West Haven’s Earliest Days
From the booklet “Historic West Haven,” by Lorraine Wood Rockefeller:
The earliest beginnings of West Haven are very difficult to follow as the original records are assumed to have been destroyed during the British invasion in 1779.
New Haven and Milford long disputed a purchase of land from the Indians on May 20, 1645, both claiming the purchase. New Haven, cleared and laid out the original nine squares of their city purchased from the Indians and then gave attention to the remainder of the land stretching five miles west of the Quinnipiac approximately to the Cove River and the foot of Allingtown Hill.
Land Dispute Ends in 1674
The dispute was finally settled by the State Assembly in 1674, when Oyster River was designated the town line. In 1680 the third allotment of New Haven lands included the territory from Malbon’s Cove (Cove River) “so along the sea to oister (sic) river and thence upward by Milford Line until they come at least halfe a mile above ye round hills…and thence to turn eastward and lay out unto ye Mill River.”
West Haven was then a section of land with shore flats of wild, coarse marsh grass with the sea sweeping into many tiny coves to join the fresh sweet water brooks which offered sanctuary to mink, muskrat and beaver, and the land gradually rising into thickly wooded hills. Before the arrival of the white man, the Indians had a settlement at Wigwam Neck on Wigwam Creek, not far from the location of our present Green. These untouched acres offered great promise to the newcomers.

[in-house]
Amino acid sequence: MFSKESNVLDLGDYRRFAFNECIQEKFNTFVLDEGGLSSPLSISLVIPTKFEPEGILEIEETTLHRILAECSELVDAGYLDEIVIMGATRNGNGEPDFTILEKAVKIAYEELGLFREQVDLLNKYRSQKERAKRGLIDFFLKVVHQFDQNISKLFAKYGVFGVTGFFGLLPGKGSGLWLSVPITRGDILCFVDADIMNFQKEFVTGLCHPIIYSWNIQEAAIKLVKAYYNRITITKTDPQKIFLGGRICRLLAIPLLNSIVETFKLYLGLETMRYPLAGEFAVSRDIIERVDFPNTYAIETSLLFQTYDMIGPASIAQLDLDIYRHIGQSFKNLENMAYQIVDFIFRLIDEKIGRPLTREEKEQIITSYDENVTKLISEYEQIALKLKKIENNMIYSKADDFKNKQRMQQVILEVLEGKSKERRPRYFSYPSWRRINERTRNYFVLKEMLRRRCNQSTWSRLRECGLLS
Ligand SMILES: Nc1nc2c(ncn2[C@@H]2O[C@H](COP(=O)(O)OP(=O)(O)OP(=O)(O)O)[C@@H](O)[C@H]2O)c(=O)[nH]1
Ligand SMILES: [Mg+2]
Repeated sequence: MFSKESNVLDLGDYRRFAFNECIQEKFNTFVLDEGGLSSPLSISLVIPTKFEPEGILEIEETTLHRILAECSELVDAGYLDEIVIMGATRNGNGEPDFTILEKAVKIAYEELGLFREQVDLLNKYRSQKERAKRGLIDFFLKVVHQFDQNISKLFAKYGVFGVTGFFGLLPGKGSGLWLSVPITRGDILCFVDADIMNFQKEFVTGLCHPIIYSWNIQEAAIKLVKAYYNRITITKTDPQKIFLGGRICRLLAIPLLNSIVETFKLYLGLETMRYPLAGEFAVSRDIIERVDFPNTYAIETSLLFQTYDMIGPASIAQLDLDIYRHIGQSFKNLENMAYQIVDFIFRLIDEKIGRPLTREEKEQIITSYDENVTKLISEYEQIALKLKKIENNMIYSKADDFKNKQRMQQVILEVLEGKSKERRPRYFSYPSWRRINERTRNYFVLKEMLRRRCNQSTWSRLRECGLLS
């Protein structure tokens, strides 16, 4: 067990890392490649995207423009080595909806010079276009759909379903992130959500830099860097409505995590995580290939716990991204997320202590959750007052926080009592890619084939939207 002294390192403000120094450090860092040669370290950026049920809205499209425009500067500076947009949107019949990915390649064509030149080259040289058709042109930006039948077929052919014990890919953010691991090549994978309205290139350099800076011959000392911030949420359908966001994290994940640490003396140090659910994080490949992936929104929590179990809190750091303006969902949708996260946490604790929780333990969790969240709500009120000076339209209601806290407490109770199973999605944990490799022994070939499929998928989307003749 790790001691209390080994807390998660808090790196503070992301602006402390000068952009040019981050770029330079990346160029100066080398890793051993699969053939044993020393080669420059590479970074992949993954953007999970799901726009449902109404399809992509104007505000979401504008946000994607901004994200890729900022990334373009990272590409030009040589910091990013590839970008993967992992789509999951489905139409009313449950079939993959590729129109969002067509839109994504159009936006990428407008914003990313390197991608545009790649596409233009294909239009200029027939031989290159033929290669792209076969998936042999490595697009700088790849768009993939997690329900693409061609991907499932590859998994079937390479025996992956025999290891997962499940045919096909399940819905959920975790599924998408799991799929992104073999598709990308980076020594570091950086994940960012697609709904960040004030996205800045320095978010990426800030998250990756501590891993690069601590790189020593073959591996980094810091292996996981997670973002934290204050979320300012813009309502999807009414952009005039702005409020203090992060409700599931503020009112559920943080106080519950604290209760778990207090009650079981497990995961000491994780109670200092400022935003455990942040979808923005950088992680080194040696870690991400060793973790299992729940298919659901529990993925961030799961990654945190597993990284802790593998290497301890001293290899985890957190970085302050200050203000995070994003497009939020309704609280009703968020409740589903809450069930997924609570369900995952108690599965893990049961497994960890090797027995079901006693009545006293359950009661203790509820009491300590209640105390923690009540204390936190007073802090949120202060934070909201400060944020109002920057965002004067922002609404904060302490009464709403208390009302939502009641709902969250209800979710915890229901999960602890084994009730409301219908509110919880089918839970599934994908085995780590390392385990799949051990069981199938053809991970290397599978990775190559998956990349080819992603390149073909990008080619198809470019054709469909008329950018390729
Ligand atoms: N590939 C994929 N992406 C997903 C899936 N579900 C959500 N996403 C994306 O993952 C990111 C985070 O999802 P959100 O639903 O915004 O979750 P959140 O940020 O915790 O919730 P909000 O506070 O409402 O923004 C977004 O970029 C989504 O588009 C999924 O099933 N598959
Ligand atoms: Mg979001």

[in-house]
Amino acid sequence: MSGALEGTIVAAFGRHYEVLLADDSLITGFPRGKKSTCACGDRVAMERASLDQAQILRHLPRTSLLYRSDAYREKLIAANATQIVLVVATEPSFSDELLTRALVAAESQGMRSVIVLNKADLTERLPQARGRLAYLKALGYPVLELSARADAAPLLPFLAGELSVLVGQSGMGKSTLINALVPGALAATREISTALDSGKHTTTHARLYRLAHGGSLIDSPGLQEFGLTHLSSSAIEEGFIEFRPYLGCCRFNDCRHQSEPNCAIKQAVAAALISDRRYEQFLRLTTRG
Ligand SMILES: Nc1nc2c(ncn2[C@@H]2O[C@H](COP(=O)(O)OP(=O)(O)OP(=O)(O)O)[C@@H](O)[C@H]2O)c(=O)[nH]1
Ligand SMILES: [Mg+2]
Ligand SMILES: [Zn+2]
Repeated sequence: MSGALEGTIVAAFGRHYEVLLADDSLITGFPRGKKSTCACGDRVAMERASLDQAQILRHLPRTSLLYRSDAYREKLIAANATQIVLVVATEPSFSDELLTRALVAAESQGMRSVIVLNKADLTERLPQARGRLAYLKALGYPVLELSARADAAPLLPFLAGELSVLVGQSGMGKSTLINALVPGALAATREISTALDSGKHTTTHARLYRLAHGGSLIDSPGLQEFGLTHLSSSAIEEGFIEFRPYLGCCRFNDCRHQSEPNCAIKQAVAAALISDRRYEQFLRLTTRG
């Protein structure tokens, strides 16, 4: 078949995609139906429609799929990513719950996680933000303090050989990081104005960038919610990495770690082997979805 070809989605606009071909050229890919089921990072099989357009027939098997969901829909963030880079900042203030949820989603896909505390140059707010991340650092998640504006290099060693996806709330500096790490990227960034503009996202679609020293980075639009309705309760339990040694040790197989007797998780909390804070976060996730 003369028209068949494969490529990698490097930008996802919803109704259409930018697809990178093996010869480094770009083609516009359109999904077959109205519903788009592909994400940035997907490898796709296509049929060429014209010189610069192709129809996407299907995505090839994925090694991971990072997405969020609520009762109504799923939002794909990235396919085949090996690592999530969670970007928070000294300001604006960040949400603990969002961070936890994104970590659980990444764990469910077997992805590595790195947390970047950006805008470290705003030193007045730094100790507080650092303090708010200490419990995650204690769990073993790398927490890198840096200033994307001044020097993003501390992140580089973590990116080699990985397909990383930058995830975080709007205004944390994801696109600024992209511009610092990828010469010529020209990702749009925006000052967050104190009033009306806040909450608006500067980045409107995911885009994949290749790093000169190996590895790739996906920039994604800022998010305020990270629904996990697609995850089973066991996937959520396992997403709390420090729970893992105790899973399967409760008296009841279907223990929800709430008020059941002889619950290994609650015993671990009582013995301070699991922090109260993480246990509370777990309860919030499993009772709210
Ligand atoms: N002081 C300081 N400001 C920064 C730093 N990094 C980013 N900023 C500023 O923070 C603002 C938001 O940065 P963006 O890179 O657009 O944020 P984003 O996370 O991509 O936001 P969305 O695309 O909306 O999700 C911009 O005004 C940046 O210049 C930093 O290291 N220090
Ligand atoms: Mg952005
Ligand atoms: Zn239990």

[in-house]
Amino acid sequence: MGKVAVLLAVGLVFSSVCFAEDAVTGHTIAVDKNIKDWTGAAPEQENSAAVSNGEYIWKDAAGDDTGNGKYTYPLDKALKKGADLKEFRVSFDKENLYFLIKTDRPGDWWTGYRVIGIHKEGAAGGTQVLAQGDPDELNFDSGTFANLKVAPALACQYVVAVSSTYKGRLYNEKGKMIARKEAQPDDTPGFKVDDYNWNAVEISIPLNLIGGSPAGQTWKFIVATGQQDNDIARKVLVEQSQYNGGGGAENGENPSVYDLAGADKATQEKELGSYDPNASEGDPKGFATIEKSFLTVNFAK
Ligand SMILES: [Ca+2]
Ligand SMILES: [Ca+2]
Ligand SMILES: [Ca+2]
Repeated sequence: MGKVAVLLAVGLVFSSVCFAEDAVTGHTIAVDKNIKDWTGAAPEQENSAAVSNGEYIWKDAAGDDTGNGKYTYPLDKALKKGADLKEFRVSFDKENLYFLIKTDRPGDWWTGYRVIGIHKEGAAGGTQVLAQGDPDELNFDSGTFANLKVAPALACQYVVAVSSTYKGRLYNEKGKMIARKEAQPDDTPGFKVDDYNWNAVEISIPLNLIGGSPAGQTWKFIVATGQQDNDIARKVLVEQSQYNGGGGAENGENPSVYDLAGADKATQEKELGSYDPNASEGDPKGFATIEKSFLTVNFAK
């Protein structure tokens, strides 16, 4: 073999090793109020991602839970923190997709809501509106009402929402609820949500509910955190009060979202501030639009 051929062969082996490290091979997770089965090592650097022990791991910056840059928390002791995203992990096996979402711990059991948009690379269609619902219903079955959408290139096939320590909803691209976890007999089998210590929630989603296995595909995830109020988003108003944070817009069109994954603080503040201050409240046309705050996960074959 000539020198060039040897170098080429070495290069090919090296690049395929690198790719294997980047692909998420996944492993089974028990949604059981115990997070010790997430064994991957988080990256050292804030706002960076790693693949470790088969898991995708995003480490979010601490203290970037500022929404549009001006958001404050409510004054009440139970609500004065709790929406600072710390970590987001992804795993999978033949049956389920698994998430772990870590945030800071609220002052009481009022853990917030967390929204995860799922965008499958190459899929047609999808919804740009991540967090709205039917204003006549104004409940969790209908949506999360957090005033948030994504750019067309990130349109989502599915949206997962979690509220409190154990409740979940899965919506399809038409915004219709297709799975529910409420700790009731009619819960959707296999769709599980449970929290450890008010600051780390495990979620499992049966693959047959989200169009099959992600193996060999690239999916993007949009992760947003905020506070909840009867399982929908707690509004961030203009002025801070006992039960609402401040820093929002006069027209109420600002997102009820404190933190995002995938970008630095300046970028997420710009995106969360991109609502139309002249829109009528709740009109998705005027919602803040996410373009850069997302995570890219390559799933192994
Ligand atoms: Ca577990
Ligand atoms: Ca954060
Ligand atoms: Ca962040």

Hard to imagine now, but true, before the early Dutch traders came to buy furs and hides at Sandy Point on the West Bank of West River, a huge shell heap had accumulated from the oyster and clam shells left by Schagticoke, Podunk and Tunxis Indians on their shore trips to feast on shellfish.
To Be Continued.